Ernest W. Lefever and Jacobo Timerman have yet to meet, but their ideas are clashing in this week's great debate over human rights. Dr. Lefever, President Reagan's nominee to head the State Department's human rights bureau, is fighting to get his nomination confirmed in the face of stiff opposition in the US Senate.
Mr. Timerman, a stocky newspaper publisher who was once Argentina's best-known political prisoner, is here to promote his new book. Having suffered more than two years of imprisonment, interrogation, and torture at the hands of the Argentine military, he speaks with a certain authority of the subject of human rights. He thinks that through the nomination of Lefever, President Reagan is renouncing America's ideals and returning to the cold war.
In contrast with Lefever, who has sharply criticized the Carter administration's human rights policy, Timerman says that under President Carter, the United States helped "thousands" of Argentinians in the face of repression that, in his view, has been unequaled elsewhere in the hemisphere. The US did this, he said, by providing information and legal advice to Argentinians in distress and by putting quiet diplomatic pressure on the Argentine military.
"It was through thousands of little, little steps," Timerman told reporters at a May 19 breakfast sponsored by Foreign Policy magazine. ". . . thousands of little situations in which lives were saved -- how many I don't know."
According to a report to Congress prepared earlier this year by the State Department, the most serious violations of human rights in Argentina in recent years have been the unexplained disappearances of thousands of people. In that report, the department said there was "substantial evidence" that most of these "disappeared" persons had been abducted by the Argentine security forces and interrogated under torture. But it said the situation had improved in 1980, with the number of credibly documented cases of such disappearences dropping to 12.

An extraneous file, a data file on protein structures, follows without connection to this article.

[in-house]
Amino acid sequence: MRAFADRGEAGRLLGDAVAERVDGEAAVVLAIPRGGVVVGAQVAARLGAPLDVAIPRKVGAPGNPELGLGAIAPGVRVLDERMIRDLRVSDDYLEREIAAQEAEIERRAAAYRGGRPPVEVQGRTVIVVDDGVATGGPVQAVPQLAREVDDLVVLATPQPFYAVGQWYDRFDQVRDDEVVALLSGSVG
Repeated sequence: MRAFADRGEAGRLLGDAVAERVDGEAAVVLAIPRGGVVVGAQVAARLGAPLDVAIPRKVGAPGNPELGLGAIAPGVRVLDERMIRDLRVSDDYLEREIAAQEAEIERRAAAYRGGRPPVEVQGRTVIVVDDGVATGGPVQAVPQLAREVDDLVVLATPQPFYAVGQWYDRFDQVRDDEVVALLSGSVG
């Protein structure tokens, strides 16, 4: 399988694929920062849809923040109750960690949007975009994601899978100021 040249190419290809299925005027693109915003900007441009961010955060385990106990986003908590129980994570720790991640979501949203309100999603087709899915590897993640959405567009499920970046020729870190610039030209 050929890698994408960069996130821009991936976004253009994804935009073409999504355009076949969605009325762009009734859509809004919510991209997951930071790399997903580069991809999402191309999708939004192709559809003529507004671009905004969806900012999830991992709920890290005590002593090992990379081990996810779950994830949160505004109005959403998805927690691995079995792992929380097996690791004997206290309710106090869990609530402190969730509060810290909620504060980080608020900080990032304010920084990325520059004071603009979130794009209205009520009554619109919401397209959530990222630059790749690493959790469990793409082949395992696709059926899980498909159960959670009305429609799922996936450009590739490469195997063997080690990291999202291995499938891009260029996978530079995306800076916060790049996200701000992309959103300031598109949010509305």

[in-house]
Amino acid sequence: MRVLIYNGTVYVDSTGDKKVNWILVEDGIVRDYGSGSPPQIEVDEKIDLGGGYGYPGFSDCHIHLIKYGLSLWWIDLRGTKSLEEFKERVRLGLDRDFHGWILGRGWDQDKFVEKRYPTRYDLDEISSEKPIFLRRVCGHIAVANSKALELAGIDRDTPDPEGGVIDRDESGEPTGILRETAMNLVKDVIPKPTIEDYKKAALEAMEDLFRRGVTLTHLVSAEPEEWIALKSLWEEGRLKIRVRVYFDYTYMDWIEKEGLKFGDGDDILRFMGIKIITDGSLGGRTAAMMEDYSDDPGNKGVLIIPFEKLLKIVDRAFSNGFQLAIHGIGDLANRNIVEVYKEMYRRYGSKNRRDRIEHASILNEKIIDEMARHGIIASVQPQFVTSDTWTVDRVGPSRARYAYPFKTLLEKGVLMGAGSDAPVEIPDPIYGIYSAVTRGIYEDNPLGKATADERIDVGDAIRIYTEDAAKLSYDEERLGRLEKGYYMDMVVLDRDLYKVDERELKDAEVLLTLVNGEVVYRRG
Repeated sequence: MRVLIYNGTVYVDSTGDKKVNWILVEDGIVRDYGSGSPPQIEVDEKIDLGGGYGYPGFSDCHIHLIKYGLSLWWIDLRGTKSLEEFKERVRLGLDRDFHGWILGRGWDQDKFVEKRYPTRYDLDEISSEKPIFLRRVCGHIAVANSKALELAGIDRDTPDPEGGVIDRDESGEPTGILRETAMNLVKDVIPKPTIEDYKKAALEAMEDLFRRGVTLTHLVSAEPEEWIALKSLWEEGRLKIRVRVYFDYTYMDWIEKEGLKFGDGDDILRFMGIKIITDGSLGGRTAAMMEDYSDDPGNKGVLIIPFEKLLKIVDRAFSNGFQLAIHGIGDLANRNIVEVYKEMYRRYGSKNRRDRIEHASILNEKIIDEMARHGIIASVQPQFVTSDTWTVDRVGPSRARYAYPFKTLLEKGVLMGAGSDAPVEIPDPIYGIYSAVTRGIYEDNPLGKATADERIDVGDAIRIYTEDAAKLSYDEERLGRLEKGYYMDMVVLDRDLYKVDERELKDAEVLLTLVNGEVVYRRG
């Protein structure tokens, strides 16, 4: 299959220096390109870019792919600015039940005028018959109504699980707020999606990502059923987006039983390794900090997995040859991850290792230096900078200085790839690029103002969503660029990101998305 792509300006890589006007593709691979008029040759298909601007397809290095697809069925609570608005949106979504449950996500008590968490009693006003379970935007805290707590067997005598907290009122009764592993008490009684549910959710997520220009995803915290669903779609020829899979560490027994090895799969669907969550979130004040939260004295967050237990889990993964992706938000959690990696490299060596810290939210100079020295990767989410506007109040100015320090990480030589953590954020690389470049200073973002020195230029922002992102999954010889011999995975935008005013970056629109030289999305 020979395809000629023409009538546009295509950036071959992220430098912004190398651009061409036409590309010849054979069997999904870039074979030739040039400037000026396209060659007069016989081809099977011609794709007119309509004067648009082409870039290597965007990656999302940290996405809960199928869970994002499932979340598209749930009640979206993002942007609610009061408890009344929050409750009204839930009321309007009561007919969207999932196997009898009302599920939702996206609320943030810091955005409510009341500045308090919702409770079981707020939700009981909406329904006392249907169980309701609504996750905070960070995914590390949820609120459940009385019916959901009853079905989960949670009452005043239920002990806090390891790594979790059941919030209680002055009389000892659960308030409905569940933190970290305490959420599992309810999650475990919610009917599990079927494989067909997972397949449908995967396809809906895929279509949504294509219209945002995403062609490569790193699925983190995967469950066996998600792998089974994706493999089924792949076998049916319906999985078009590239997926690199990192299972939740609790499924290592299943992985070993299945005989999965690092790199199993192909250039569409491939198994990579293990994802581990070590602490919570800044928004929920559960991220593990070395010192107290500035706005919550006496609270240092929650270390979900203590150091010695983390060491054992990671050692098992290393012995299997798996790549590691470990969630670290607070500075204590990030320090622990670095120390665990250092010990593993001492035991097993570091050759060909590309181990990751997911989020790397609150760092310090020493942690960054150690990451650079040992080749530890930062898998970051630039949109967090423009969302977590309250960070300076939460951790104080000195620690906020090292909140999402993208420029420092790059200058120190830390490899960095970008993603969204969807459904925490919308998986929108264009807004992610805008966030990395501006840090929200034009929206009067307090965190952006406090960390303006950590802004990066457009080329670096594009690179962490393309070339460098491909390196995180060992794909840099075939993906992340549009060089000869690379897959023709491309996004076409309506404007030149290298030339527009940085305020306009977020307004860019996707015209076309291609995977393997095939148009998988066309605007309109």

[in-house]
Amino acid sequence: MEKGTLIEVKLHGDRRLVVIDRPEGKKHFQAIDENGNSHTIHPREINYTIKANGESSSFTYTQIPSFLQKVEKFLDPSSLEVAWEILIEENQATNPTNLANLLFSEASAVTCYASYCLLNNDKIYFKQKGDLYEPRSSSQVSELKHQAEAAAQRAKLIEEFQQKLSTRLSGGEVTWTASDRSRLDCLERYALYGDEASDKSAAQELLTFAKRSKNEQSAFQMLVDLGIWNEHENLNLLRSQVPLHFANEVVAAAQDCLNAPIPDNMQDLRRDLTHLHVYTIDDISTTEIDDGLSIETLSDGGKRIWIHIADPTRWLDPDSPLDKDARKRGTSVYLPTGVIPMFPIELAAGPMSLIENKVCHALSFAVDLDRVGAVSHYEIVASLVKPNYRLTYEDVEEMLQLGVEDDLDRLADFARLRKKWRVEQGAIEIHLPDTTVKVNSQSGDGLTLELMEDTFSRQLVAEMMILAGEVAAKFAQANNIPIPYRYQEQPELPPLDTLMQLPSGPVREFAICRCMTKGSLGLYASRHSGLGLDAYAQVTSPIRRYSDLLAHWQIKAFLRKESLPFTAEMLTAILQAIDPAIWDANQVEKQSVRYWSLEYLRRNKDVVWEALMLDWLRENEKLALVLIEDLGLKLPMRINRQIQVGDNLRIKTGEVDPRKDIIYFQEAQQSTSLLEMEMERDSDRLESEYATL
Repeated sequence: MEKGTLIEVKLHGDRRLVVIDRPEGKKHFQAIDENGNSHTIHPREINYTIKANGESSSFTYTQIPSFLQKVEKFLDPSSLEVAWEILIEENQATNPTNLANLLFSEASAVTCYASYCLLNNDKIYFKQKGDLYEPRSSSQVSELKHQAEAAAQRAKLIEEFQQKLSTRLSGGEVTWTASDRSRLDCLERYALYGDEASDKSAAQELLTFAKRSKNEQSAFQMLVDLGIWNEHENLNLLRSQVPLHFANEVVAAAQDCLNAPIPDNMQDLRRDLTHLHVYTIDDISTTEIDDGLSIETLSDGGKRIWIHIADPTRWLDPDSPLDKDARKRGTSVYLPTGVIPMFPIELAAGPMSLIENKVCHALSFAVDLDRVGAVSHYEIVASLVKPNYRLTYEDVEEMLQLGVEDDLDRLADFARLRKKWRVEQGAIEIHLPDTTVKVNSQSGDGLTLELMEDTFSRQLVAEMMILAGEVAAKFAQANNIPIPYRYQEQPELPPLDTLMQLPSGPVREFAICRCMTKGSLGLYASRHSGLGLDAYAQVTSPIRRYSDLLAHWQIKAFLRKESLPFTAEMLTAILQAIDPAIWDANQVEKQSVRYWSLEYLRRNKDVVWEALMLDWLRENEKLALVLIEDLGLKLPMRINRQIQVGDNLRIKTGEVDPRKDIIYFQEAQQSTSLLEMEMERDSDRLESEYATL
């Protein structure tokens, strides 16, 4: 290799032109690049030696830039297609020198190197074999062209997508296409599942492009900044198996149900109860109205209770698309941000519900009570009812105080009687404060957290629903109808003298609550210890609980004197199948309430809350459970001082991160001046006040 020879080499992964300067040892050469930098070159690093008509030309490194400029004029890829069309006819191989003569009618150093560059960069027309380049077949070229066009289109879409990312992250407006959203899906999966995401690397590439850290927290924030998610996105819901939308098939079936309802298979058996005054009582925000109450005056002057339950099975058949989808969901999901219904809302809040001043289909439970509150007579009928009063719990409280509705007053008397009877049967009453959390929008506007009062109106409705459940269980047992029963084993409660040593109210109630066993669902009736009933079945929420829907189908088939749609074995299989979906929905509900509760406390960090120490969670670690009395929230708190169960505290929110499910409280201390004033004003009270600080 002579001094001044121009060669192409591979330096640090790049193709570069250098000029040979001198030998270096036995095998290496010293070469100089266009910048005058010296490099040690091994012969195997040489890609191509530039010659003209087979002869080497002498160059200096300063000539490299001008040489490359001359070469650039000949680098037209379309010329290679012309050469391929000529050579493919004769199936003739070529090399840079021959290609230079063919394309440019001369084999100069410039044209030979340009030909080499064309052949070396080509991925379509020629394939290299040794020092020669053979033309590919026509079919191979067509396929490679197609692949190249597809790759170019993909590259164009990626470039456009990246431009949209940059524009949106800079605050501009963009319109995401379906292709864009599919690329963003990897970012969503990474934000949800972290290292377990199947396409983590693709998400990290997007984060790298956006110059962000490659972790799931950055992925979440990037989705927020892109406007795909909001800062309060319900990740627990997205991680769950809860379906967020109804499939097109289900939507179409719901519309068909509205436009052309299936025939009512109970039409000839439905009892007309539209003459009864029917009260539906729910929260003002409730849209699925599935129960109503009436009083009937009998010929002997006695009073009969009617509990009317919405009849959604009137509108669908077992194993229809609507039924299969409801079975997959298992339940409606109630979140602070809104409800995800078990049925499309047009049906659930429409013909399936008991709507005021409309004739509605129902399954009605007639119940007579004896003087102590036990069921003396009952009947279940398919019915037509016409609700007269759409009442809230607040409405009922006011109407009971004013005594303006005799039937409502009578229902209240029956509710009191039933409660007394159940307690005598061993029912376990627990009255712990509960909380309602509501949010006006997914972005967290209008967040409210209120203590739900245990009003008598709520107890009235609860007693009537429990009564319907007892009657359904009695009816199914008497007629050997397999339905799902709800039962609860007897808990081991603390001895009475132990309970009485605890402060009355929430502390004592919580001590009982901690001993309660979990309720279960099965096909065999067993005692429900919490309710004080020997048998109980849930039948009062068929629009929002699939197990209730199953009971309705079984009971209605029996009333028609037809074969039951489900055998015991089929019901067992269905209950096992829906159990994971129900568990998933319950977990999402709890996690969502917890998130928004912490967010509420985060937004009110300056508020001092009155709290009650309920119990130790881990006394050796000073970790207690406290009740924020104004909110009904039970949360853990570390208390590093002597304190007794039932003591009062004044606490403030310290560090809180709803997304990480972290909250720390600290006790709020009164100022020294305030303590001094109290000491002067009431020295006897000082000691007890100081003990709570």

In a hearing of the Senate Foreign Relations Committee May 18, Claiborne Pell (D) of Rhode Island questioned Lefever about Argentina and the Timerman book.
Lefever said he had read reviews but not the book itself. He declined to be drawn into a detailed discussion of Argentina. But the nominee did say he considered disappearances "a great evil and worthy of condemnation and correction." He noted that there had been an "improvement" in the situation, with the trend being toward fewer disapearances.
At the breakfast meeting, Timerman was asked to comment on the fact that only 12 disappearances had been credibly documented in 1980.
"The word 'only' is really an obscene word when it comes to the missing people," he said. "They say that this is an improvement. Well, I'm not so sure about that.
"After you have 20,000 people missing, the people involved in human rights in Argentina are really frightened. . . . You don't keep bombing a city once it's been destroyed."
"They say there is freedom of the press now -- that no editor is being persecuted," he continued. "But the only two editors who were outspoken are now in exile."
Timerman said that if the other editors were allowed to go back to Argentina and his own newspaper was given back to him, "that would be an improvement."
As publisher of the Buenos Aires paper La Opinion, Timerman criticized the Argentine government, military services, and secret police. In April 1977 he was arrested and held without charges for 30 months.
The Argentine Supreme court found no judicial grounds for his confinement, but he was tortured and interrogated about his Zionism and his loyalty to Argentina, to which he had come as a child from the Soviet Union. He was stripped of his citizenship and expelled in September 1979 and now lives in Israel .